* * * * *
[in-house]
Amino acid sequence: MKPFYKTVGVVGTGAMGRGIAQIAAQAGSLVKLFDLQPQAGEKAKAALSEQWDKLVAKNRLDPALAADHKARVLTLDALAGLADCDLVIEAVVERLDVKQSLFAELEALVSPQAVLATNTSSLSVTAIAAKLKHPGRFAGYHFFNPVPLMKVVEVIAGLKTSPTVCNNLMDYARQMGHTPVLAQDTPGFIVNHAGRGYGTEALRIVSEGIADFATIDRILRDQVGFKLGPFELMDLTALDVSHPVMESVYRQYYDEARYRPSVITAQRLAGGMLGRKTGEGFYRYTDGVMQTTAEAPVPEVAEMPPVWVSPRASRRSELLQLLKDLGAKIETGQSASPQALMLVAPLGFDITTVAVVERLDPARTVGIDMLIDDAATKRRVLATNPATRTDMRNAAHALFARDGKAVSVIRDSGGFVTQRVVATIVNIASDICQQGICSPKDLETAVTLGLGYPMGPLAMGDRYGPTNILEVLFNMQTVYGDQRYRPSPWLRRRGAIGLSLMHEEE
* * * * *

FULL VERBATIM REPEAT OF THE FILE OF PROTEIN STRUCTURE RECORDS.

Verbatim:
[in-house]
Amino acid sequence: MKPFYKTVGVVGTGAMGRGIAQIAAQAGSLVKLFDLQPQAGEKAKAALSEQWDKLVAKNRLDPALAADHKARVLTLDALAGLADCDLVIEAVVERLDVKQSLFAELEALVSPQAVLATNTSSLSVTAIAAKLKHPGRFAGYHFFNPVPLMKVVEVIAGLKTSPTVCNNLMDYARQMGHTPVLAQDTPGFIVNHAGRGYGTEALRIVSEGIADFATIDRILRDQVGFKLGPFELMDLTALDVSHPVMESVYRQYYDEARYRPSVITAQRLAGGMLGRKTGEGFYRYTDGVMQTTAEAPVPEVAEMPPVWVSPRASRRSELLQLLKDLGAKIETGQSASPQALMLVAPLGFDITTVAVVERLDPARTVGIDMLIDDAATKRRVLATNPATRTDMRNAAHALFARDGKAVSVIRDSGGFVTQRVVATIVNIASDICQQGICSPKDLETAVTLGLGYPMGPLAMGDRYGPTNILEVLFNMQTVYGDQRYRPSPWLRRRGAIGLSLMHEEE